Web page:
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The no-nonsense greatness of Australian wine

Californians describing their wines sound like ballet teachers; not so the Aussies

24 September 2016

9:00 AM

24 September 2016

9:00 AM

Any Australian who admits to not having convict ancestors loses caste. When granted a coat of arms, the smart ones always include fetters. It is the Oz equivalent of claiming that your ancestors came over with William the Conqueror. But it was not always thus. In the Adelaide of the 1890s, there was a family called Strangways Wigley, who had paid for their tickets and never stopped swanking about it. But they had a blot on the escutcheon in the form of young Robert. He was determined to rectify the lack of criminal blood.

In those days, a pieman — as opposed to a swagman — used to sell his wares in the town centre. He was especially popular towards the end of the evening, when the ockers needed ballast to soak up the grog. But one night, Robert hitched his horse to the pieman’s wagon and took off. A glorious chase ensued. The entire town took part. The air was full of view-
hallooing; all the men were waving their corked hats. Finally, Robert was captured and spent the night in the lock-up. The locals were delighted that the snobs had been discomfited. The Strangways Wigleys were mortified. Before he could add to the disgrace, Robert was transported, to the wine country in McLaren Vale.


There, he planted the Wirra Wirra vineyards. But the course of true winemaking never did run smooth. Although he was a good taster, the other aspects of the trade were neglected. The bush reasserted itself. Rescue came in 1969 from the late Gregory Trotter. Trotty — the customary usage — was not a snob. He may well have been the swagman’s descendant. But he created a serious vinery, with a range of impressive bottles, too few of which find their way to the UK.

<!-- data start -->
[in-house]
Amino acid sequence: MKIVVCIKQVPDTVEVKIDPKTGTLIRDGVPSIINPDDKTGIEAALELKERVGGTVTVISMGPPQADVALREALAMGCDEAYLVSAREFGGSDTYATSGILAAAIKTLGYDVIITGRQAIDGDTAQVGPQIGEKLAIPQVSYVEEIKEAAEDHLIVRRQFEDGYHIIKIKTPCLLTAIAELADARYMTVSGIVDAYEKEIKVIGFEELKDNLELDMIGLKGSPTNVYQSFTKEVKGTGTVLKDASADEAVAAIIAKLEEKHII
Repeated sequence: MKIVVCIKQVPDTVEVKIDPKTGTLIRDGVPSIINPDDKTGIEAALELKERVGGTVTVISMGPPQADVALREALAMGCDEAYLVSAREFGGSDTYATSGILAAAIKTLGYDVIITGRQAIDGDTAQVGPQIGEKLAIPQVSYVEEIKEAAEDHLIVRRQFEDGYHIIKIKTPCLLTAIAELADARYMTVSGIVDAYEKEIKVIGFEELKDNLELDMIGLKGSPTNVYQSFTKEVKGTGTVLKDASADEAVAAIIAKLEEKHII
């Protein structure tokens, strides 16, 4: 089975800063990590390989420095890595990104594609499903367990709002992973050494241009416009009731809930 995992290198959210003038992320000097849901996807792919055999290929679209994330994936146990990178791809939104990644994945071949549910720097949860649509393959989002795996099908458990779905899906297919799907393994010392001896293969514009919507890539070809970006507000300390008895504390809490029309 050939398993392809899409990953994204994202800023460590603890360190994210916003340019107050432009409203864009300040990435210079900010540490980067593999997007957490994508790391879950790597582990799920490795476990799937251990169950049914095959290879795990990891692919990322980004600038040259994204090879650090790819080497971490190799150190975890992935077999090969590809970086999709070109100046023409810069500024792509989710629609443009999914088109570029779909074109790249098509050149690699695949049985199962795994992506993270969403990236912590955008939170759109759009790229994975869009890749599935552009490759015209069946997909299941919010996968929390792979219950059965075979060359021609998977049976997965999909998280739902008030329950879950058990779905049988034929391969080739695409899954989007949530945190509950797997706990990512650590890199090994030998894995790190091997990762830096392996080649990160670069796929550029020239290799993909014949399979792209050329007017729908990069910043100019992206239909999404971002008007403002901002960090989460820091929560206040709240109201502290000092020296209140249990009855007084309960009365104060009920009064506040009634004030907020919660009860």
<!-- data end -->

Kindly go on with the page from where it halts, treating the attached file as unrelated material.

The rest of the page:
There is a difference between the Californian and Australian wine trades. When they describe their wares, some Californians sound like ballet teachers. There is none of that among the penal colonists. Their word for precious is ‘Pommy poofter’. Trotty brought science and expertise to the business, but would never have admitted it. If anyone had accused him of an Etonian horror of being caught working, it would be amusing to decide who would have been more horrified:-Trotty, or Eton.

When he flew to Melbourne, he could not be dissuaded but always wore the same costume: shorts and welly-boots. Perhaps he overestimated the chances of rus in urbe in that city, and hoped to come upon an unsuspecting sheep, safely grazing. He decided to call one of his wines ‘Angelus’ because he liked the name. Château Angelus, a premier grand cru from St Emilion, was unamused. A formidable-looking letter arrived at Wirra Wirra. As it was in French, Trotty and his wellies had to set off to the city to find a translator. The Australians were instructed to cease and desist, or face peine forte et dure. So the name was changed to Dead Ringer.

We tasted the ’09 the other evening. The name is an exaggeration. For a start, Angelus has hardly any cabernet sauvignon; Dead Ringer, 100 per cent. But it was jolly good. Drinking well now, it will last for at least a decade. At around a tenth of the price of its French elder brother, it is excellent value. So were the Absconder, a grenache; the 12th Man chardonnay — and the Church Block, a shiraz, merlot and cab sauv blend. All of them were young and forward; none is likely to fall apart any time soon. We were dining in a London neighbourhood which supplied many involuntary colonists; Bethnal Green, at the Water House Project, a dining club cum restaurant which I would highly recommend. Committed to their art, its foodie owners are delighted to discuss menus and ingredients. Our food ranged from really good dinner-party nosh to a couple of dishes worth a Michelin rosette. Wirra Wirra in Bethnal Green; I suppose that is called diversity.


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